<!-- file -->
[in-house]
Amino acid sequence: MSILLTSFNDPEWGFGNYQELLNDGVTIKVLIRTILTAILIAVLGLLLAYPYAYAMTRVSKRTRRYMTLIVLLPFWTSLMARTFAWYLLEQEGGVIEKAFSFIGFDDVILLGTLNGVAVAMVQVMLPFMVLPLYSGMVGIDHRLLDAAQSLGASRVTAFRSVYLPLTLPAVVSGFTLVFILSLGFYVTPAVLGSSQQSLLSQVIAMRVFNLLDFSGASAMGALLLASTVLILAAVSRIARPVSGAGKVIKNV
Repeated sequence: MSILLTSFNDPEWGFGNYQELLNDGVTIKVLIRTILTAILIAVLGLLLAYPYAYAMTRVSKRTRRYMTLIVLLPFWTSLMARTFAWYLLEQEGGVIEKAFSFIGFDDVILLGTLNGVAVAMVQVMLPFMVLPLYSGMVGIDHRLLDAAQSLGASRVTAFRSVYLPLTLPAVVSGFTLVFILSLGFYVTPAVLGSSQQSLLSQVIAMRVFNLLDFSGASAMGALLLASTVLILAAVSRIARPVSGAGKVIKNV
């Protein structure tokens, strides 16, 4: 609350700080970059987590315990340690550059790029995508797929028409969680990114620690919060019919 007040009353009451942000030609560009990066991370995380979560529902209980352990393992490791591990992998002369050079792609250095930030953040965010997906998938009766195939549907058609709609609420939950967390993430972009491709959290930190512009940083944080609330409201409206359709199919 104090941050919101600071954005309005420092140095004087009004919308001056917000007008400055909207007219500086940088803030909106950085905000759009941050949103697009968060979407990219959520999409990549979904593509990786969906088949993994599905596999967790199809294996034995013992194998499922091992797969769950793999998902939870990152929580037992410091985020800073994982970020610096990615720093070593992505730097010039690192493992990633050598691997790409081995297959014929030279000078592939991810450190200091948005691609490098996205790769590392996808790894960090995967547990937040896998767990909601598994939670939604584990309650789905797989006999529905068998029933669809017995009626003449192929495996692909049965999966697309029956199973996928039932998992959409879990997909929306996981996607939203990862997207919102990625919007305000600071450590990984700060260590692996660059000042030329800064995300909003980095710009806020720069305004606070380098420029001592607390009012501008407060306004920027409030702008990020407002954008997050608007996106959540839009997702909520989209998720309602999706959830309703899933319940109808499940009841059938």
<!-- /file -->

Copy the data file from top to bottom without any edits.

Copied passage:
[in-house]
Amino acid sequence: MSILLTSFNDPEWGFGNYQELLNDGVTIKVLIRTILTAILIAVLGLLLAYPYAYAMTRVSKRTRRYMTLIVLLPFWTSLMARTFAWYLLEQEGGVIEKAFSFIGFDDVILLGTLNGVAVAMVQVMLPFMVLPLYSGMVGIDHRLLDAAQSLGASRVTAFRSVYLPLTLPAVVSGFTLVFILSLGFYVTPAVLGSSQQSLLSQVIAMRVFNLLDFSGASAMGALLLASTVLILAAVSRIARPVSGAGKVIKNV
Repeated sequence: MSILLTSFNDPEWGFGNYQELLNDGVTIKVLIRTILTAILIAVLGLLLAYPYAYAMTRVSKRTRRYMTLIVLLPFWTSLMARTFAWYLLEQEGGVIEKAFSFIGFDDVILLGTLNGVAVAMVQVMLPFMVLPLYSGMVGIDHRLLDAAQSLGASRVTAFRSVYLPLTLPAVVSGFTLVFILSLGFYVTPAVLGSSQQSLLSQVIAMRVFNLLDFSGASAMGALLLASTVLILAAVSRIARPVSGAGKVIKNV
């Protein structure tokens, strides 16, 4: 609350700080970059987590315990340690550059790029995508797929028409969680990114620690919060019919 007040009353009451942000030609560009990066991370995380979560529902209980352990393992490791591990992998002369050079792609250095930030953040965010997906998938009766195939549907058609709609609420939950967390993430972009491709959290930190512009940083944080609330409201409206359709199919 104090941050919101600071954005309005420092140095004087009004919308001056917000007008400055909207007219500086940088803030909106950085905000759009941050949103697009968060979407990219959520999409990549979904593509990786969906088949993994599905596999967790199809294996034995013992194998499922091992797969769950793999998902939870990152929580037992410091985020800073994982970020610096990615720093070593992505730097010039690192493992990633050598691997790409081995297959014929030279000078592939991810450190200091948005691609490098996205790769590392996808790894960090995967547990937040896998767990909601598994939670939604584990309650789905797989006999529905068998029933669809017995009626003449192929495996692909049965999966697309029956199973996928039932998992959409879990997909929306996981996607939203990862997207919102990625919007305000600071450590990984700060260590692996660059000042030329800064995300909003980095710009806020720069305004606070380098420029001592607390009012501008407060306004920027409030702008990020407002954008997050608007996106959540839009997702909520989209998720309602999706959830309703899933319940109808499940009841059938």